Target Set for LCROSS

Although the bi-static radar experiment to look for water ice in the polar crater on the Moon failed due to the dying Chandrayaan-1 probe, we still have not yet used up all our cards – we still have LCROSS.

On this coming October 9, NASA’s Lunar Crater Observation and Sensing Satellite (LCROSS) will smack into a permanently shadowed crater on our Moon’s pole to look for hidden water ice – the target is the 48-km wide crater Cabeus A, located at 82.2 degree south and 39.1 degree west.

LCROSS will first send its spent upper-stage Centaur rocket into the crater to kick up some debris. Then it will fly into this plume of debris and measure the plume’s properties before it itself also impact the same spot. The analysis of the plume hopefully will contain signs of elusive water.


Click here and scroll down to the end for video animation showing the location of the Cabeus A crater.

“The selection of Cabeus A was a result of a vigorous debate within the lunar science community that included review of the latest data from Earth-based observatories and our fellow lunar missions Kaguya, Chandrayaan-1, and the Lunar Reconnaissance Orbiter,” said Anthony Colaprete, LCROSS project scientist and principle investigator at NASA’s Ames Research Center.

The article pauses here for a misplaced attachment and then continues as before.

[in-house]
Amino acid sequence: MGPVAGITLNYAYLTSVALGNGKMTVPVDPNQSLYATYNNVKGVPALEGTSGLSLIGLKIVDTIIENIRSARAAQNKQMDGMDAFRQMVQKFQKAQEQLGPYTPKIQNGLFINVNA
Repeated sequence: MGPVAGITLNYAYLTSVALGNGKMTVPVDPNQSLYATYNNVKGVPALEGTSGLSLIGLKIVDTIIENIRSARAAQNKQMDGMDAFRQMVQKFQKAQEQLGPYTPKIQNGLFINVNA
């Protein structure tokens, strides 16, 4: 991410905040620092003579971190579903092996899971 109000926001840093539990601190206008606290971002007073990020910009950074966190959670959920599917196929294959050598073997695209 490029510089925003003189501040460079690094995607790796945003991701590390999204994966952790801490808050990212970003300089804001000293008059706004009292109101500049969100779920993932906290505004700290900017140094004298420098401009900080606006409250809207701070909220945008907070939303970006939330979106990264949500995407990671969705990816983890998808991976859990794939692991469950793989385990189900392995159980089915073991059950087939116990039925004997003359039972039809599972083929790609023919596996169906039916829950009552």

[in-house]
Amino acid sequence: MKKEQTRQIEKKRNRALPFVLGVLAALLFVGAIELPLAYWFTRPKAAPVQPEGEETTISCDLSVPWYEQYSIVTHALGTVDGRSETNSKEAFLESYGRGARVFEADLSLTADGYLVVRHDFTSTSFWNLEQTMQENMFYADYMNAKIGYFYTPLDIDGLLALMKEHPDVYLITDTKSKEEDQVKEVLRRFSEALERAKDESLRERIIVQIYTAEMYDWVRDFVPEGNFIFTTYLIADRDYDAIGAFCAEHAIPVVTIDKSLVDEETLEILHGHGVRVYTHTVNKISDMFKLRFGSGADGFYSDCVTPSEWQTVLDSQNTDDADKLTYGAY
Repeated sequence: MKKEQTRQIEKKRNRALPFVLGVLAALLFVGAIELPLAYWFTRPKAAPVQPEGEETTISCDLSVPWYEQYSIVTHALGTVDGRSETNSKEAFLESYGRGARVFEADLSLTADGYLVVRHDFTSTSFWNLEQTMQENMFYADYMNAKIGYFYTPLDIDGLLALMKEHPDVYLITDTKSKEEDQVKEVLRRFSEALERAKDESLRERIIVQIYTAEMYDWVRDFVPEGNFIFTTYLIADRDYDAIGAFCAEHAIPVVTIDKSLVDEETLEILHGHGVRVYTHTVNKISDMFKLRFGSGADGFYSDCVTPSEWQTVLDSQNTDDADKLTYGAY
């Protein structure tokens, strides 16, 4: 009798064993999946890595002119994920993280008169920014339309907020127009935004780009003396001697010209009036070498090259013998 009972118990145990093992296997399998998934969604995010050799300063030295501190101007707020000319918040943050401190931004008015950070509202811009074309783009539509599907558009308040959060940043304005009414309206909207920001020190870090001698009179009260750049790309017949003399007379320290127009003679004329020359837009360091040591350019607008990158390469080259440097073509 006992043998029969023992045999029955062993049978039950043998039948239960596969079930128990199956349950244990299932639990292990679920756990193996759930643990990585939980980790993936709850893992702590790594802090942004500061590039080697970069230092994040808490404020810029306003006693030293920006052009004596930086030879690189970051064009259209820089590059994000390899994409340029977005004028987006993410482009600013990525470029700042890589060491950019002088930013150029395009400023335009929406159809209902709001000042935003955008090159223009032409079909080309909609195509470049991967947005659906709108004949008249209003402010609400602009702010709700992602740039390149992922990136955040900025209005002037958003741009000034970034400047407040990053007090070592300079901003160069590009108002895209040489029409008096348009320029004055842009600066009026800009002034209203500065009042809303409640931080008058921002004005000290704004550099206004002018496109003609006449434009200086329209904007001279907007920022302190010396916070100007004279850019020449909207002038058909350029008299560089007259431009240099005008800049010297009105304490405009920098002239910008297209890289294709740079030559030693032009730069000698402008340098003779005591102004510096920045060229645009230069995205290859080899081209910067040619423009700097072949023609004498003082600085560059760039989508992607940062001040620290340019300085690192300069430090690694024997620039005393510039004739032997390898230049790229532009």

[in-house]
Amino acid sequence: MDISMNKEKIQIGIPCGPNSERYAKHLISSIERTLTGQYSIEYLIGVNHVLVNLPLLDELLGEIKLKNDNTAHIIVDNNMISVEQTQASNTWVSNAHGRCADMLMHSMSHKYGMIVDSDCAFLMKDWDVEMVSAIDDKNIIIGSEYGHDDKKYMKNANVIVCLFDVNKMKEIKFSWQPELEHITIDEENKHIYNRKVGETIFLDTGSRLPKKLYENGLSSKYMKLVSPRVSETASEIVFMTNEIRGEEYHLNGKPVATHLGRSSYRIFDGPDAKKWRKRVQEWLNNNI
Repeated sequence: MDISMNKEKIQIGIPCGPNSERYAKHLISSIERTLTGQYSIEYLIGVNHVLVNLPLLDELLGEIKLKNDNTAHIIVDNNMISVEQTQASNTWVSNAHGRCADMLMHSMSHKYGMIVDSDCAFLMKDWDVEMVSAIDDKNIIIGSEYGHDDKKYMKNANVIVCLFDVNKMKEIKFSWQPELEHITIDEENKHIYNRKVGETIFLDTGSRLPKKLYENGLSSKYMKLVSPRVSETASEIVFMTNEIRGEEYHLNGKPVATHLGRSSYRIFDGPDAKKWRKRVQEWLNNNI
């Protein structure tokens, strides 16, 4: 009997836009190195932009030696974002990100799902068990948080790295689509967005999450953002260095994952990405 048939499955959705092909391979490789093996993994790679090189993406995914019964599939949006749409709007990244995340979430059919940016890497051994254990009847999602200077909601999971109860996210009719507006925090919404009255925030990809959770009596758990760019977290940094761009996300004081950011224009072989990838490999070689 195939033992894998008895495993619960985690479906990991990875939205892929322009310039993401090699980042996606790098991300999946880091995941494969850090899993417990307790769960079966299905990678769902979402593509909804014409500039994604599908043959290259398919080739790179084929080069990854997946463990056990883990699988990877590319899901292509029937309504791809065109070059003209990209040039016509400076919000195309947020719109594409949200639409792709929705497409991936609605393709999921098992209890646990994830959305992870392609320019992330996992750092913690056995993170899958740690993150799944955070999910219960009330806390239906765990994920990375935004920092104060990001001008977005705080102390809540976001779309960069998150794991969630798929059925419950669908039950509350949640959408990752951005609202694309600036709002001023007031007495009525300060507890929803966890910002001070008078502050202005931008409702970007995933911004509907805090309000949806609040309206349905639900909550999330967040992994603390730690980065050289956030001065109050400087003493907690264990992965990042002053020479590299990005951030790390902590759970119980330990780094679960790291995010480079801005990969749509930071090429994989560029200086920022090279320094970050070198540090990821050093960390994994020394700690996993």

Cabeus A was selected based of a set of conditions such as favorable illumination of the debris plume for visibility from Earth, where we will be watching closely. Cabeus A also has a high concentration of hydrogen (a constituent of water, H2O) and favorable terrain such as a flat floor, gentle slopes and the absence of large boulders.

Can we amateur see the plume? Not me… my telescope is too small… but scientist estimated that the impact plume may be visible through telescope as small as 10 to 12 inches and above. If you have a telescope this big and would like to join in monitoring the impact, then visit the LCROSS_Observation group for participation in the LCROSS Amateur Observation Campaign.

Source: Science@NASA


~ by thChieh on September 15, 2009.

One Response to “Target Set for LCROSS”

  1. […] I wrote about this last month, the target crater was Cabeus A. But on September 29, the team announced that they have shifted the […]

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